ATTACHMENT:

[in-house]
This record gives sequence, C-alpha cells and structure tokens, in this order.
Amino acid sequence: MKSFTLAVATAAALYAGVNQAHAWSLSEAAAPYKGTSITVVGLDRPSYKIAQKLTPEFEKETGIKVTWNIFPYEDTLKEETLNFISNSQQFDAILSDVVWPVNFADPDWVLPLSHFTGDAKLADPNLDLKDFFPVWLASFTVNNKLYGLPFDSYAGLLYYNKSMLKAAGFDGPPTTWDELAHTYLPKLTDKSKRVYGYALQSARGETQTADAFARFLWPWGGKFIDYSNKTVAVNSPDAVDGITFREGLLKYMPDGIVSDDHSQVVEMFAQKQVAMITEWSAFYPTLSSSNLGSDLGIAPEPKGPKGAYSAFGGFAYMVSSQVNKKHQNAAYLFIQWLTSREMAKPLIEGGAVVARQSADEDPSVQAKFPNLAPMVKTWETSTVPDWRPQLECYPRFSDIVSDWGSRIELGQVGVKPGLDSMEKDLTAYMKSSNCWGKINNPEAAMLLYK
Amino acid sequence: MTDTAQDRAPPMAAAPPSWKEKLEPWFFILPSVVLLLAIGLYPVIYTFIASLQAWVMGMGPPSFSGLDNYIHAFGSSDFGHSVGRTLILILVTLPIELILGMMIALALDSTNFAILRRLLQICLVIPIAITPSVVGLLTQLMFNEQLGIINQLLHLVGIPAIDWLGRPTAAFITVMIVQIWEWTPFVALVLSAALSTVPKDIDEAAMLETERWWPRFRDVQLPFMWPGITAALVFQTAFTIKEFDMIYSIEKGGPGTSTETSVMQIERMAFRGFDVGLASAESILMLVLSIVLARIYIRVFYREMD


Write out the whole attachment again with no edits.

[in-house]
This record gives sequence, C-alpha cells and structure tokens, in this order.
Amino acid sequence: MKSFTLAVATAAALYAGVNQAHAWSLSEAAAPYKGTSITVVGLDRPSYKIAQKLTPEFEKETGIKVTWNIFPYEDTLKEETLNFISNSQQFDAILSDVVWPVNFADPDWVLPLSHFTGDAKLADPNLDLKDFFPVWLASFTVNNKLYGLPFDSYAGLLYYNKSMLKAAGFDGPPTTWDELAHTYLPKLTDKSKRVYGYALQSARGETQTADAFARFLWPWGGKFIDYSNKTVAVNSPDAVDGITFREGLLKYMPDGIVSDDHSQVVEMFAQKQVAMITEWSAFYPTLSSSNLGSDLGIAPEPKGPKGAYSAFGGFAYMVSSQVNKKHQNAAYLFIQWLTSREMAKPLIEGGAVVARQSADEDPSVQAKFPNLAPMVKTWETSTVPDWRPQLECYPRFSDIVSDWGSRIELGQVGVKPGLDSMEKDLTAYMKSSNCWGKINNPEAAMLLYK
Amino acid sequence: MTDTAQDRAPPMAAAPPSWKEKLEPWFFILPSVVLLLAIGLYPVIYTFIASLQAWVMGMGPPSFSGLDNYIHAFGSSDFGHSVGRTLILILVTLPIELILGMMIALALDSTNFAILRRLLQICLVIPIAITPSVVGLLTQLMFNEQLGIINQLLHLVGIPAIDWLGRPTAAFITVMIVQIWEWTPFVALVLSAALSTVPKDIDEAAMLETERWWPRFRDVQLPFMWPGITAALVFQTAFTIKEFDMIYSIEKGGPGTSTETSVMQIERMAFRGFDVGLASAESILMLVLSIVLARIYIRVFYREMD